I'm planning to play a Cleric with the Variant Class "Spontaneous Divine Caster." I'm considering choosing the Spell Domain, and I want to know if the spell "Anyspell" (and its greater version) would be useful for my character.

I understand that the description of "Anyspell" says, "The prepared spell occupies your 3rd-level domain spell slot." However, as a spontaneous divine caster, I don't actually prepare spells in the traditional sense. Instead, I can spontaneously cast spells from my list of known spells. This leads to the concern that there might be a conflict with the "Anyspell" mechanics since it refers to "prepared spell slots."

Could someone clarify if "Anyspell" can still be used effectively by a spontaneous divine caster with the Spell Domain? And if there is a conflict, how can it be resolved or house-ruled to work in such a case?


2 Answers 2


By the rules, Anyspell doesn't work if you don't have a domain slot.

The effect of Anyspell is to choose an arcane spell you have access to, and prepare it into your domain slot. From the spell description (Spell Compendium p. 14):

Anyspell allows you to read and prepare any arcane spell of up to 2nd level...

...The prepared spell occupies your 3rd-level domain spell slot.

If you don't have a domain slot, then you can't do this, so by a strict reading of the spell, it doesn't work for you.

Holt Warden arguably lets you get around this.

The Holt Warden PrC (Complete Champion, p. 84) has the "Plant Affinity" class feature, which gives you the Plant domain, and has some unusual verbiage about what to do if you aren't a Cleric:

If you do not already have bonus domain spells, you now gain bonus spells from the Plant domain (see the cleric spellcasting feature, PH 32) as if you were a cleric with access to that domain.

It's a bit ambiguous (since it says "bonus spells," not anything explicitly about "spell slots"), but some DMs read this to mean that you gain bonus domain slots along with the Plant domain spells (as claimed in this guide). If that's the case, you can probably prepare the arcane spell from Anyspell into the 3rd-level slot gained from Holt Warden.

If I were DMing for you, I would just let it work the way you want.

I don't see any real harm in houseruling this to work. Spontaneous casting is already weaker than standard Cleric casting (having access to your entire spell list is very good). There's no compelling reason to further nerf a spontaneous divine caster, just because Anyspell was written in a way that didn't anticipate the possibility of being cast by someone other than a Cleric.

I would simply allow you to cast Anyspell the same way you cast any domain spell, resolve its effect as preparing the arcane spell as normal, and not worry about the fact that the "slot" you prepare it into doesn't really exist.

  • \$\begingroup\$ Thanks a lot. Very interesting point. About the Holt Warden, there is a requirement: "Spellcasting: Able to cast 3rd-level divine spells, including the three lowest-level spells of the Plant domain." How can a deal with it? I dont want to lose more spellcasting levels from my cleric class. \$\endgroup\$
    – SoyMavi
    Jul 29, 2023 at 14:28
  • 1
    \$\begingroup\$ Skypledged (Races of the Wild, p. 126) is probably the best way to gain access to those spells (via its Divine Spellpool feature) without losing caster levels, though it requires you to be a Raptoran, so probably not an option for an existing character. The other methods I can think of all lose caster levels. \$\endgroup\$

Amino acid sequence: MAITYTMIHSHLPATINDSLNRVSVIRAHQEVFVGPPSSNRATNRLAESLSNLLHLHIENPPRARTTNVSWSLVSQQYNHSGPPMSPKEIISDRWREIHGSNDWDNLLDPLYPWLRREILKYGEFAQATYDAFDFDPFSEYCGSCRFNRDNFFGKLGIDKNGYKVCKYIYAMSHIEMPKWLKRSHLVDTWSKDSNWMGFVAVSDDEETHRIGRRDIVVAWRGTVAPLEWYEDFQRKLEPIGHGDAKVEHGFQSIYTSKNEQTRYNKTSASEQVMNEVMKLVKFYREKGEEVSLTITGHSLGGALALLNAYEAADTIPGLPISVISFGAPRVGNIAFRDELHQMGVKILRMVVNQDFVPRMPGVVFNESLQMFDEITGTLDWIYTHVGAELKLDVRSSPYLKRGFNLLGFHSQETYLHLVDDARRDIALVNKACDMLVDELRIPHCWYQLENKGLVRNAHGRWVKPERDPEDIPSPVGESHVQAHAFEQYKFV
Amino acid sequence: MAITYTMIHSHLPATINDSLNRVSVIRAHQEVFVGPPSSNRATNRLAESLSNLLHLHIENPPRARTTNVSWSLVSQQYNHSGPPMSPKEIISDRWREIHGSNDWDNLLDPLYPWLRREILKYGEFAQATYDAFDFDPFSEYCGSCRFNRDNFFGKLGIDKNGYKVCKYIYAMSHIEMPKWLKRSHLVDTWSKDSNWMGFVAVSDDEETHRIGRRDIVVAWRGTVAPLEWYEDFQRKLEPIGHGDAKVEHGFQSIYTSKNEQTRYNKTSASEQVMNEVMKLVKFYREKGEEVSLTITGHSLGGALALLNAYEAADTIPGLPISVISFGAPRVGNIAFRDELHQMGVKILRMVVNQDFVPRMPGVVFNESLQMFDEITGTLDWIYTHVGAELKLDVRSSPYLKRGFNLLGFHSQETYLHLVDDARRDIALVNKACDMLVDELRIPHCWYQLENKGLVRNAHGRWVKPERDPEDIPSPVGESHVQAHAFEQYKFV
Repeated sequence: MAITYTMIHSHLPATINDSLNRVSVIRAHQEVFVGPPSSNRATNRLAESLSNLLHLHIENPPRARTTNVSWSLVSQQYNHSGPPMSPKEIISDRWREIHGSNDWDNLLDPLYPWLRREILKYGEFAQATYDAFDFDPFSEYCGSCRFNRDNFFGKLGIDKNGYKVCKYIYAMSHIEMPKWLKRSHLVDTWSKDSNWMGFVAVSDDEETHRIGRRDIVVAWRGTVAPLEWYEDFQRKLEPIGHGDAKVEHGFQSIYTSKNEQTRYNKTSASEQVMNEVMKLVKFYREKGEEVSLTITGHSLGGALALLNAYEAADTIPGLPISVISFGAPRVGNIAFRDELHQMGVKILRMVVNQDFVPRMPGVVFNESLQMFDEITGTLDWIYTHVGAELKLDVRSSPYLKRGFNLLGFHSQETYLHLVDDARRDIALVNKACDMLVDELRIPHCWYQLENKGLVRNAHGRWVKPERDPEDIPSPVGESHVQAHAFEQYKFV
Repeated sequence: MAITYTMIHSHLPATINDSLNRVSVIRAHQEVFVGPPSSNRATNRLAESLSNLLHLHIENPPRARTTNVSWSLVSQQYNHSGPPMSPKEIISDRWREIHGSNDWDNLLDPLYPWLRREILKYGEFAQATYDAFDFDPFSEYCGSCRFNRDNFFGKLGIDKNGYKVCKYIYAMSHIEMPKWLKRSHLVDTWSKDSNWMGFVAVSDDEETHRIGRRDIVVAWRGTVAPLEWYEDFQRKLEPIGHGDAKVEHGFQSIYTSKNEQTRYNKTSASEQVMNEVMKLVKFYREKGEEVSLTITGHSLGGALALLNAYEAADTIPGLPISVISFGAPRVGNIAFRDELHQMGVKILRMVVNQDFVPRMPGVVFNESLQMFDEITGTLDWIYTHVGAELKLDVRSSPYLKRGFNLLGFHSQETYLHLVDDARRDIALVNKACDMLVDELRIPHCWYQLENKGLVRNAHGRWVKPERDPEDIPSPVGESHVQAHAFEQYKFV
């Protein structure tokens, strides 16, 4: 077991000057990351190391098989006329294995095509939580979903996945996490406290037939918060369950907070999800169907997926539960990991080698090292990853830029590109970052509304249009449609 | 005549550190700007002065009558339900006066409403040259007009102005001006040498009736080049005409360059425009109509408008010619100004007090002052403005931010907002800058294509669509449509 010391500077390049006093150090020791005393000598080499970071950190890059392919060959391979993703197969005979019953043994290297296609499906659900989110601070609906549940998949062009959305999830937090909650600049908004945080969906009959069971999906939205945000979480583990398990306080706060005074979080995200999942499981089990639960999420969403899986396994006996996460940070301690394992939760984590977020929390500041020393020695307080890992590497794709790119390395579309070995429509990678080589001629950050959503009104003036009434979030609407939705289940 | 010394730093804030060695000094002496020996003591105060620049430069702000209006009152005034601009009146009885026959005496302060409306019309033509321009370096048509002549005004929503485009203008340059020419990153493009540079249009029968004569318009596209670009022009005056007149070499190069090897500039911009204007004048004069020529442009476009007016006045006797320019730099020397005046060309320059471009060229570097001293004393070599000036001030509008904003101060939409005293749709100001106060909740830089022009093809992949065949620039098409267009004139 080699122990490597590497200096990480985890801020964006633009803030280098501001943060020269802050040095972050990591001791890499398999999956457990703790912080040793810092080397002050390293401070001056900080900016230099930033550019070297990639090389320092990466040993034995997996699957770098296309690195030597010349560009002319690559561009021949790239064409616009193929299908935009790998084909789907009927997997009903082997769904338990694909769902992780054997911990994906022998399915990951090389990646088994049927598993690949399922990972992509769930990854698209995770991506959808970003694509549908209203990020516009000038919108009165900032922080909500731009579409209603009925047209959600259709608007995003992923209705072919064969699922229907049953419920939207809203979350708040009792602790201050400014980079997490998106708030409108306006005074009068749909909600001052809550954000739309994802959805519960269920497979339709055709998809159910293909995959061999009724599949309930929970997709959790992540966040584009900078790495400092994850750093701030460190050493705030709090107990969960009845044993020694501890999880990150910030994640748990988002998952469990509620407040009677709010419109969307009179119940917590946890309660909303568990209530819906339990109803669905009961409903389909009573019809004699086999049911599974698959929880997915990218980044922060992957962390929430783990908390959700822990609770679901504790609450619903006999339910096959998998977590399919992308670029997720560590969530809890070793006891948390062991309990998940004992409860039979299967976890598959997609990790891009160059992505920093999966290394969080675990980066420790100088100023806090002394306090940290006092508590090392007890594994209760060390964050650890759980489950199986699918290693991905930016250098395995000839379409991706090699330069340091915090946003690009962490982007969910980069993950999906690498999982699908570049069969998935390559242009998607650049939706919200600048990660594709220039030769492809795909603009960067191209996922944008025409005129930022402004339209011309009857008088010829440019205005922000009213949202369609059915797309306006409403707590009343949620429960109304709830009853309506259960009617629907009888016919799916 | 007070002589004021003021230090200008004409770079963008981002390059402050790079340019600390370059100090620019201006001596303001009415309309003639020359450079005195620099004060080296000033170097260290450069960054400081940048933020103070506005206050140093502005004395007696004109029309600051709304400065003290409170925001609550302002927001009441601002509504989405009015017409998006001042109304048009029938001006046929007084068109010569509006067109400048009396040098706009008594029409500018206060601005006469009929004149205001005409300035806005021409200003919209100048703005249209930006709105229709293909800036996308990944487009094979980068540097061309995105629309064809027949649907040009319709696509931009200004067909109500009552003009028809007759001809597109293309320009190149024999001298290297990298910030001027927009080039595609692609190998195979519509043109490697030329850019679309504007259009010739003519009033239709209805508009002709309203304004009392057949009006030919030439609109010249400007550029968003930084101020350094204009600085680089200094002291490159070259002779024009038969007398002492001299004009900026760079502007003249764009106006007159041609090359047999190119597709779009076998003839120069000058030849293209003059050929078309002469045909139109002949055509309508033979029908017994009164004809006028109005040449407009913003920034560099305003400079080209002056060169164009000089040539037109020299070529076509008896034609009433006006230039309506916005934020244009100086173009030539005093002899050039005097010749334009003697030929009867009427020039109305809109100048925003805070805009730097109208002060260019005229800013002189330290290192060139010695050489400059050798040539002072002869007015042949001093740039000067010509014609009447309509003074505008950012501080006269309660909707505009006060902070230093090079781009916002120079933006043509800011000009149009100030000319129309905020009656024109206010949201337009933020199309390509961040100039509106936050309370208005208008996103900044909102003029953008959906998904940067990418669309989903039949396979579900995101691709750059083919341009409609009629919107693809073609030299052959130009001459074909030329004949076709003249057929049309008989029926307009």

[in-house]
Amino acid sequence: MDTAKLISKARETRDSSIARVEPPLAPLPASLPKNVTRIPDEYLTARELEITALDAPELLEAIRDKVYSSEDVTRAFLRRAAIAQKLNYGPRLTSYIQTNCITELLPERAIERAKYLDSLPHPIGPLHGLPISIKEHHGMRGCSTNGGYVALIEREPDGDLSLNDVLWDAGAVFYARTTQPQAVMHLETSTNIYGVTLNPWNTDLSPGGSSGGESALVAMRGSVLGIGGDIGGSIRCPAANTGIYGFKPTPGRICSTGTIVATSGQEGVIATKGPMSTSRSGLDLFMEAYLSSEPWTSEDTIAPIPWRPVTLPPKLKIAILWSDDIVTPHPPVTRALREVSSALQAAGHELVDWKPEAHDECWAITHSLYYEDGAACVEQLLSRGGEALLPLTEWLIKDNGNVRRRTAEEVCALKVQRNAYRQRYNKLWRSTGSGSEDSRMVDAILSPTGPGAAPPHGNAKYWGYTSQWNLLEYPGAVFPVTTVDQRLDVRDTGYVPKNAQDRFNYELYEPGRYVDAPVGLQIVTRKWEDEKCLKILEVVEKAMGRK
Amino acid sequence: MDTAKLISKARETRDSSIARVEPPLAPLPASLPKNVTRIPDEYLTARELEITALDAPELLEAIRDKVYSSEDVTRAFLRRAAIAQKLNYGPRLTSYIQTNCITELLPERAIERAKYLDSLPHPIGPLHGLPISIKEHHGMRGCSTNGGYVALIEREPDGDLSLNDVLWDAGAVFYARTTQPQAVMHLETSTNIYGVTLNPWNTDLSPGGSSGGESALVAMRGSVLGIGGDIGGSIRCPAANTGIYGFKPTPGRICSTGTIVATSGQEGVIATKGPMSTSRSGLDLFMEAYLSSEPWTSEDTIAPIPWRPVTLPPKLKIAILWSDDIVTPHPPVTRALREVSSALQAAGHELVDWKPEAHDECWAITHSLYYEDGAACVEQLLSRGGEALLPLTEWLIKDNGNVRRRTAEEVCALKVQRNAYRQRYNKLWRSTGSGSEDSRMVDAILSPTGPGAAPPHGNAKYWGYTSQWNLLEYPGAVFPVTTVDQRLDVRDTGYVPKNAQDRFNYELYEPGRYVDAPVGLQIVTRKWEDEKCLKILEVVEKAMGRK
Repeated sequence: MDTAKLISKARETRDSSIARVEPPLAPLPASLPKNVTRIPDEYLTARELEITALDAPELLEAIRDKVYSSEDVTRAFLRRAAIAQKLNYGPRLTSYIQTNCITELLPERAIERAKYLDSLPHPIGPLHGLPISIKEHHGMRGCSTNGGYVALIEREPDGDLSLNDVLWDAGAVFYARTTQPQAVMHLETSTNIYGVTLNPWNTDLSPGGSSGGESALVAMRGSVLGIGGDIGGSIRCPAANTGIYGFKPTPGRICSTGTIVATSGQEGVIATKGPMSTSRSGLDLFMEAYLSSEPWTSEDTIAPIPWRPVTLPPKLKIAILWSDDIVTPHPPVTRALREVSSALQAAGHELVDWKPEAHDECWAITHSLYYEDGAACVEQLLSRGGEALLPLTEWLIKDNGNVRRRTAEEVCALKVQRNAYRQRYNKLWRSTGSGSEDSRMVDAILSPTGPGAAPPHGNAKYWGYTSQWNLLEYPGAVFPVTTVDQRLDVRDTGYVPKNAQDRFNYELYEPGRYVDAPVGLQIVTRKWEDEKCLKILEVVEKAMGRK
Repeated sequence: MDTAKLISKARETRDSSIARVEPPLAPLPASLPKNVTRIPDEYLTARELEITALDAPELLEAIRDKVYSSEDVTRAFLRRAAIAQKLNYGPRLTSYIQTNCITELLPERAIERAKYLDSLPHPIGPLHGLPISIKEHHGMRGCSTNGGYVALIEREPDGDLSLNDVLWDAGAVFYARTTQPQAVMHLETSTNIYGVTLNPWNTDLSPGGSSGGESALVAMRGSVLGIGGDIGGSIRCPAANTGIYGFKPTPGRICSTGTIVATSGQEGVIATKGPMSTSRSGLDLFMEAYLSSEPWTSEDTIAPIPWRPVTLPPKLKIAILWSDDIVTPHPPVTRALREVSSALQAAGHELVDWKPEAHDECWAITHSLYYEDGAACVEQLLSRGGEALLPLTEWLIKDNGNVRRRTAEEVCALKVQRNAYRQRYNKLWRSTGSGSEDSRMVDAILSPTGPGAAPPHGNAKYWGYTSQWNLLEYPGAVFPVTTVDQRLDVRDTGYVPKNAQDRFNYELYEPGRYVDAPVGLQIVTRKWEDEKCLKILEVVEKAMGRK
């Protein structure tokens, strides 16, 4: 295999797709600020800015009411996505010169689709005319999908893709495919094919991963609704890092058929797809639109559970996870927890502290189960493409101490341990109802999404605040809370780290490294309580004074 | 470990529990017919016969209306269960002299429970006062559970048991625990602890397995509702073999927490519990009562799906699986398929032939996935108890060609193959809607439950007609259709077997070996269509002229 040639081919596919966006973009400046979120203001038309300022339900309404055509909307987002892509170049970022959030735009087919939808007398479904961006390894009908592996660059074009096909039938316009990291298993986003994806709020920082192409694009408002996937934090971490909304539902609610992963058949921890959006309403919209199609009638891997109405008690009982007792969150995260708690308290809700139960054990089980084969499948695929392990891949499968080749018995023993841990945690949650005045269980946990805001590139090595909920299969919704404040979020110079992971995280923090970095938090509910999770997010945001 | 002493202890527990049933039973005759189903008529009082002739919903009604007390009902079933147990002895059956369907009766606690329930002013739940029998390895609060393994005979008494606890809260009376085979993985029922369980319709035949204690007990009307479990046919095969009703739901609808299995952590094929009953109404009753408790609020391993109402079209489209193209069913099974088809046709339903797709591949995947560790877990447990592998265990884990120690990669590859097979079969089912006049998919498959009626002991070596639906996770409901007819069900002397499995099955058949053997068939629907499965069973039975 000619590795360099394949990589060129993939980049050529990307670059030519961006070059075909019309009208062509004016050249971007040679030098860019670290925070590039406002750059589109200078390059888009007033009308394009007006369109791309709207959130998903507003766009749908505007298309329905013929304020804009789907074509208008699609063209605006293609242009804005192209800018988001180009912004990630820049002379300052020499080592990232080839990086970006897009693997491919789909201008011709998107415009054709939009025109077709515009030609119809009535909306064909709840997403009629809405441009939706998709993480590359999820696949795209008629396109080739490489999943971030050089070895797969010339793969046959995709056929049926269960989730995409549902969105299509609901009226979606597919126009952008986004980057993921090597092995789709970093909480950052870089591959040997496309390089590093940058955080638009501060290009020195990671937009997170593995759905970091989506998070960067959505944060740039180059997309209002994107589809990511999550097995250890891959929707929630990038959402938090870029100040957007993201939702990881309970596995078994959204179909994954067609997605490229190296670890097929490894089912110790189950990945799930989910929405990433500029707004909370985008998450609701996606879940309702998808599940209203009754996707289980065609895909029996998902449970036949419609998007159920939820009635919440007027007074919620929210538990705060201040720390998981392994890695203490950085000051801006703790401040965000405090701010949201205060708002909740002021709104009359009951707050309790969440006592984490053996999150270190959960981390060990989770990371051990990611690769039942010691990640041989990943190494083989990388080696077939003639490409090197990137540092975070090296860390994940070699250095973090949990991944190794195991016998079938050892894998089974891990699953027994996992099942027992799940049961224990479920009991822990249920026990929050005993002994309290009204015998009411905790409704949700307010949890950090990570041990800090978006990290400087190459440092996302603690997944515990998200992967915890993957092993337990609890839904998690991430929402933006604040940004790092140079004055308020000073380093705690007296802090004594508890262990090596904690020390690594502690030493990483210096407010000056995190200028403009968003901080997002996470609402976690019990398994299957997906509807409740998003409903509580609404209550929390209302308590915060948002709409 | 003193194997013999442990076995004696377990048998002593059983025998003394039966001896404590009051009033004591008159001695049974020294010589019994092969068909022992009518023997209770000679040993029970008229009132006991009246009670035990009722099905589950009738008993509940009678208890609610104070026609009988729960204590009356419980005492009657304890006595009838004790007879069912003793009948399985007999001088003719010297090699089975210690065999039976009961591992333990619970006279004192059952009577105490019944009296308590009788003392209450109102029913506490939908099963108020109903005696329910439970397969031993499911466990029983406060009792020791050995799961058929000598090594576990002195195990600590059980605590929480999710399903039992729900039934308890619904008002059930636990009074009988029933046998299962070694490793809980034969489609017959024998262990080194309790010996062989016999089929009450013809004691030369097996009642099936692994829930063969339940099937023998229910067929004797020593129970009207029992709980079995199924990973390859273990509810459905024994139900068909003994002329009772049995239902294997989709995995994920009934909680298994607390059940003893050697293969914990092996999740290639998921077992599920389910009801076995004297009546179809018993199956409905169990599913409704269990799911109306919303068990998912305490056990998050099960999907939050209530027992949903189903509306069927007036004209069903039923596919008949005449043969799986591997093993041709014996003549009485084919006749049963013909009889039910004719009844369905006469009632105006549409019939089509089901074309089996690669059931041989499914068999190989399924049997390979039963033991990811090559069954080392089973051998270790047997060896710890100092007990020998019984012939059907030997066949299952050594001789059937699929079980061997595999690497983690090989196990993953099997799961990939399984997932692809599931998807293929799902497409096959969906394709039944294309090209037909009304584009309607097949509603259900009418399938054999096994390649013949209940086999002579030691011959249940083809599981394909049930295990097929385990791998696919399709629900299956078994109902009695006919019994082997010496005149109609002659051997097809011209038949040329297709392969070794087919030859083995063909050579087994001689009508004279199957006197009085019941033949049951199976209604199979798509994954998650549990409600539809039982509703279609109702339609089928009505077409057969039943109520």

– A_S00
    Jul 29, 2023 at 18:45

If you cannot prepare spells, Anyspell is not for you

The flavor description of the spell says "you channel divine power through your mind, shaping and transforming this energy into the potential to cast one arcane spell" - the idea is that you can cast an arcane spell instead of a divine spell. When Anyspell says:

Anyspell allows you to read and prepare any arcane spell of up to 2nd level.

you do not literally gain the ability to prepare spells if you cannot prepare spells. You gain the ability to prepare an arcane spell, instead of a divine spell.

Once you choose and prepare an arcane spell, you retain it in your mind

Again, you need to have the spell prepared, and a spontaneous caster has no way prepare spells.

The prepared spell occupies your 3rd-level domain spell slot

You also have no 3rd-level domain slot to occupy.

The metagame intent of divine spontaneous casting

This option trades versatility—one of the divine spellcaster's strengths—for sheer spellcasting power (much like the difference between sorcerers and wizards). Since the cleric and druid spell lists depend on versatility of effect, particularly defensive or utilitarian spells the spontaneous-casting divine caster is allowed to know more spells per spell level than the sorcerer (by adding domain spells or summon nature's ally spells on the list of spells known). No longer is the divine caster the character who can come up with any effect under the sun; instead, he becomes a much more specialized member of the adventuring group.

Anyspell goes squarely against this idea, giving you access to a huge amount of spell effects - any arcane spell up to second level - which you then could cast using your third level slots if you allowed this. You would get the versatiltiy of prepared arcane casting, with the sheer casting power of a spontaneous caster. This is exactly what is not intended by spontaneous casting. The intent is to only allow a much more limited spell selection to balance it out.


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